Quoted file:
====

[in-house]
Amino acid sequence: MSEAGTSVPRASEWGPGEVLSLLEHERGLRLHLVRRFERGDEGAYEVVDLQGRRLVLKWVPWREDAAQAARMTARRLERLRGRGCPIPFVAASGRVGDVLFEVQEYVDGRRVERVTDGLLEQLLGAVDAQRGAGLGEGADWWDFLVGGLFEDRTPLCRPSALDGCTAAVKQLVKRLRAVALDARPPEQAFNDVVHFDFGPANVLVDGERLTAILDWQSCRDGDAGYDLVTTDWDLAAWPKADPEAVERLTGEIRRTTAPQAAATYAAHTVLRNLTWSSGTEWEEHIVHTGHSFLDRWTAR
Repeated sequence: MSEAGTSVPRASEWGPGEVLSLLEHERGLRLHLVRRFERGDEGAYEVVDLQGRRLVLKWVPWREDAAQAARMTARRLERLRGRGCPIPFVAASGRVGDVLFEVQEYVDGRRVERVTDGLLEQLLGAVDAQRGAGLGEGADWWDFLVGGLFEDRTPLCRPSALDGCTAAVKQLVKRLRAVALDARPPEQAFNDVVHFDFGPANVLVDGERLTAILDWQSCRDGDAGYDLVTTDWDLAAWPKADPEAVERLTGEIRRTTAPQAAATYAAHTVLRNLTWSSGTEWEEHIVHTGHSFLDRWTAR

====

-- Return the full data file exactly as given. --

[in-house]
Amino acid sequence: MSEAGTSVPRASEWGPGEVLSLLEHERGLRLHLVRRFERGDEGAYEVVDLQGRRLVLKWVPWREDAAQAARMTARRLERLRGRGCPIPFVAASGRVGDVLFEVQEYVDGRRVERVTDGLLEQLLGAVDAQRGAGLGEGADWWDFLVGGLFEDRTPLCRPSALDGCTAAVKQLVKRLRAVALDARPPEQAFNDVVHFDFGPANVLVDGERLTAILDWQSCRDGDAGYDLVTTDWDLAAWPKADPEAVERLTGEIRRTTAPQAAATYAAHTVLRNLTWSSGTEWEEHIVHTGHSFLDRWTAR
Repeated sequence: MSEAGTSVPRASEWGPGEVLSLLEHERGLRLHLVRRFERGDEGAYEVVDLQGRRLVLKWVPWREDAAQAARMTARRLERLRGRGCPIPFVAASGRVGDVLFEVQEYVDGRRVERVTDGLLEQLLGAVDAQRGAGLGEGADWWDFLVGGLFEDRTPLCRPSALDGCTAAVKQLVKRLRAVALDARPPEQAFNDVVHFDFGPANVLVDGERLTAILDWQSCRDGDAGYDLVTTDWDLAAWPKADPEAVERLTGEIRRTTAPQAAATYAAHTVLRNLTWSSGTEWEEHIVHTGHSFLDRWTAR